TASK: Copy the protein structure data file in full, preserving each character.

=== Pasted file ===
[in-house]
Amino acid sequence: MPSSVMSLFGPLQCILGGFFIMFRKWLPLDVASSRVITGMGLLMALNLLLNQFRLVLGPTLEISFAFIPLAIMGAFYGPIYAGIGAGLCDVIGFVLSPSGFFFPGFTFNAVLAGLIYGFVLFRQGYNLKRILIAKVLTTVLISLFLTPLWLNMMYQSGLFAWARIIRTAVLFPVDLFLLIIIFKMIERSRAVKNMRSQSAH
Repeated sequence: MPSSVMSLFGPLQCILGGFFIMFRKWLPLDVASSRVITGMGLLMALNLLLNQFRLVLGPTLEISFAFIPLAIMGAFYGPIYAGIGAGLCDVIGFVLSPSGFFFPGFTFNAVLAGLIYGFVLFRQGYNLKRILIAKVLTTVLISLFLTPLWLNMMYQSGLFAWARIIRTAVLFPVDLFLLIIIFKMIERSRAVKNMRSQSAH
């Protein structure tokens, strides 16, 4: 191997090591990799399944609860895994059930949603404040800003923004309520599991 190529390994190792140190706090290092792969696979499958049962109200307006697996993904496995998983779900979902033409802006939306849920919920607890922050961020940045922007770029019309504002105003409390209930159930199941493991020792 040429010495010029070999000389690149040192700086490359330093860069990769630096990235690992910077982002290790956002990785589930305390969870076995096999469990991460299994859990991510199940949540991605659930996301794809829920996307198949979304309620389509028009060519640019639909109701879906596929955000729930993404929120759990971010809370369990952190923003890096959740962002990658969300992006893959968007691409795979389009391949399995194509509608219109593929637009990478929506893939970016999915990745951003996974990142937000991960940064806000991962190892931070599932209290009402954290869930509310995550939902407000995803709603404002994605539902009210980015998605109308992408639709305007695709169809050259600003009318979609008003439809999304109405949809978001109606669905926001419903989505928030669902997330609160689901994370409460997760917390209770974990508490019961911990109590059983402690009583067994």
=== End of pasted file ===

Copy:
[in-house]
Amino acid sequence: MPSSVMSLFGPLQCILGGFFIMFRKWLPLDVASSRVITGMGLLMALNLLLNQFRLVLGPTLEISFAFIPLAIMGAFYGPIYAGIGAGLCDVIGFVLSPSGFFFPGFTFNAVLAGLIYGFVLFRQGYNLKRILIAKVLTTVLISLFLTPLWLNMMYQSGLFAWARIIRTAVLFPVDLFLLIIIFKMIERSRAVKNMRSQSAH
Repeated sequence: MPSSVMSLFGPLQCILGGFFIMFRKWLPLDVASSRVITGMGLLMALNLLLNQFRLVLGPTLEISFAFIPLAIMGAFYGPIYAGIGAGLCDVIGFVLSPSGFFFPGFTFNAVLAGLIYGFVLFRQGYNLKRILIAKVLTTVLISLFLTPLWLNMMYQSGLFAWARIIRTAVLFPVDLFLLIIIFKMIERSRAVKNMRSQSAH
């Protein structure tokens, strides 16, 4: 191997090591990799399944609860895994059930949603404040800003923004309520599991 190529390994190792140190706090290092792969696979499958049962109200307006697996993904496995998983779900979902033409802006939306849920919920607890922050961020940045922007770029019309504002105003409390209930159930199941493991020792 040429010495010029070999000389690149040192700086490359330093860069990769630096990235690992910077982002290790956002990785589930305390969870076995096999469990991460299994859990991510199940949540991605659930996301794809829920996307198949979304309620389509028009060519640019639909109701879906596929955000729930993404929120759990971010809370369990952190923003890096959740962002990658969300992006893959968007691409795979389009391949399995194509509608219109593929637009990478929506893939970016999915990745951003996974990142937000991960940064806000991962190892931070599932209290009402954290869930509310995550939902407000995803709603404002994605539902009210980015998605109308992408639709305007695709169809050259600003009318979609008003439809999304109405949809978001109606669905926001419903989505928030669902997330609160689901994370409460997760917390209770974990508490019961911990109590059983402690009583067994």